Tips for DIY home auctions
PRETORIA - Most residential streets these days are dotted with For Sale signs. Many of these signs remain for months, sometimes years. Few options for offloading properties are available to private owners who want to do so quickly; it's an estate agent, an auction house or self-advertising. In most cases the process takes a lot of time.

There is another course, one that most private homeowners have shied away from in the past, and that is auctioning your property yourself. Auctioning through an auctioneering house is problematic for property owners who are cash-strapped and wanting to sell in a hurry. Most auction houses charge an upfront non-refundable fee, regardless of whether the property is sold or not. This is to cover advertising and other costs. Property owners with cash-flow problems are reluctant to commit to these fees if the sale can't be guaranteed and therefore shy away from this option.

Realestateweb has been investigating DIY property auctions and according to the only website (we know of) that currently offers this service to private property owners, it is becoming more and more popular. Bid or Buy charges property owners a once off listing fee of R100 to list their property for auction. If the property is sold, there are no further commissions.

Private Property also offers private auctions through the Bid or Buy site, but charge an upfront fee of R6 000 to administer the process and take photographs and video of the property.

Bid or Buy CEO Jaco Jonker says they have been offering the cheaper service to private homeowners for some time, but people are reluctant to use this option. He suspects it is because people are unfamiliar with the mechanics of the site. Bid or Buy however has a dedicated team that will walk you through the process before you take the leap.

According to Jonker, it's quite simple. There are three available options. A standard classified or "Buy Now" listing, which is a normal static advertisement. Then there are the auction options. Firstly, and this one is not recommended, there is the no reserve auction, where bidding starts at R1 and progresses from there. For homeowners Jonker recommends the set starting price or reserve price auctions. With a set starting price auction a minimum amount is set and only bids higher than the set price can be entered. The most successful auctions are reserve price auctions. Here bidding starts at a price below the reserve and if it closes without the reserve being met, the homeowner can close the bidding process as unsuccessful. Being flexible on a starting price, or setting a starting price below the reserve, usually generates more interest in the property.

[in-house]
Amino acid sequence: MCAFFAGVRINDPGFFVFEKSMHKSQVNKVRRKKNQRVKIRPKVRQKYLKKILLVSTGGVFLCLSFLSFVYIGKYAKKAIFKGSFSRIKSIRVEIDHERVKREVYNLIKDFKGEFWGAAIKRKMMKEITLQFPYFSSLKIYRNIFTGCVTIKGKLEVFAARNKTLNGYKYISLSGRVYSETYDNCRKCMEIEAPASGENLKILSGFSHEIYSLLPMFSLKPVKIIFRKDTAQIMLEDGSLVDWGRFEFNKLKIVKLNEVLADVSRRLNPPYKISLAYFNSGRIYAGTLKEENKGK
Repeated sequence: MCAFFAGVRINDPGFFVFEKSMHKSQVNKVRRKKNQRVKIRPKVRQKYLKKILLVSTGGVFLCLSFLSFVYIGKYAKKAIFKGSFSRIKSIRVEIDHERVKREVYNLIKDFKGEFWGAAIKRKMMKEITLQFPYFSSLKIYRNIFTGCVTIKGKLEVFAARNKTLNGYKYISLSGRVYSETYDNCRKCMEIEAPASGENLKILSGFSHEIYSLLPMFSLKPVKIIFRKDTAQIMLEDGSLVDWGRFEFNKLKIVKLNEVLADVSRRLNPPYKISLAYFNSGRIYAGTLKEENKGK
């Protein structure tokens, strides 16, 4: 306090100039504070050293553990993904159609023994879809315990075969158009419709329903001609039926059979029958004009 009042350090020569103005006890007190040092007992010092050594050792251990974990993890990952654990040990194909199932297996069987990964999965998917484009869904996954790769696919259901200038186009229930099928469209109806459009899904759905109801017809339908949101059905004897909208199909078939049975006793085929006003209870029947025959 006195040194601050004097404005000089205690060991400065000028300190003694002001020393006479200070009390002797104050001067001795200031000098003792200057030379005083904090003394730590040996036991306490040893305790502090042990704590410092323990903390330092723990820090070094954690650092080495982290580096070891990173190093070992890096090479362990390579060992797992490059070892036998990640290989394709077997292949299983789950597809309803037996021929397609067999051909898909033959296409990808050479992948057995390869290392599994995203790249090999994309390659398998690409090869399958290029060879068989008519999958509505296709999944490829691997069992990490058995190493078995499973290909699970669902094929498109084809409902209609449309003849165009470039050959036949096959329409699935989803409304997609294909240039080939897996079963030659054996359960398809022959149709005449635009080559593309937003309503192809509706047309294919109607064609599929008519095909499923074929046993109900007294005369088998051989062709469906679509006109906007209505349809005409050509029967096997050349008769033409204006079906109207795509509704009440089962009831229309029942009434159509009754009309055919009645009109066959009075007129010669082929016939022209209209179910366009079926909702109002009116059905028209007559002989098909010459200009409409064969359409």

Bidding takes place over a period of three weeks and closes on a date determined by the owner, and no shill bidding is allowed. Jonker says not only is the practice unethical, it is illegal and any property owner who is suspected of shill bidding will be banned from the auction site for life.

The practice of shill bidding is when the seller of a product arranges with others to bid up the price if they are not satisfied with the offers.

Bidders have to agree with the Bid or Buy terms and conditions which enter them into a binding contract once a bid is made and there are fail safes in the system that prevent a property from being sold for less than the owner expected. It is important though to make absolutely sure that you know how the online system works if you are going to put your property up for auction. The site can't be held responsible for faulty listings with the wrong price.

Once the bid is complete and an offer accepted, the owner would hand the transaction over to a pre-appointed attorney, of the owner's choice. The system also allows the uploading of several photographs and a detailed description of the property, so owners can be creative about their listing.

We asked Reyda Kloppers, owner of AG Smuts & Kloppers attorneys if there are any legal pitfalls with a private property auction such as this. "Homeowners would have to ensure that prospective bidders are aware that they would have to sign a standard purchase agreement on conclusion of the bidding. It is also important for property owners to state that the transaction is subject to bank approval. All property transactions are subject to bank approval, as this guards against the property being sold for too little."

Kloppers also advised property owners to carefully select their transfer attorneys prior to listing their properties for auction. She says the best place to shop for a transfer attorney is at the various banks. Banks would refer clients to firms which have representatives on the banks' top panels. According to Kloppers, this is the most cost effective and speedy way to go. "When one uses an attorney that doesn't serve on these panels there are often extra delays due to the attorney having to outsource a lot of the work. This can have extra cost implications as well."

Article by: Leoni Kok - www.realestateweb.co.za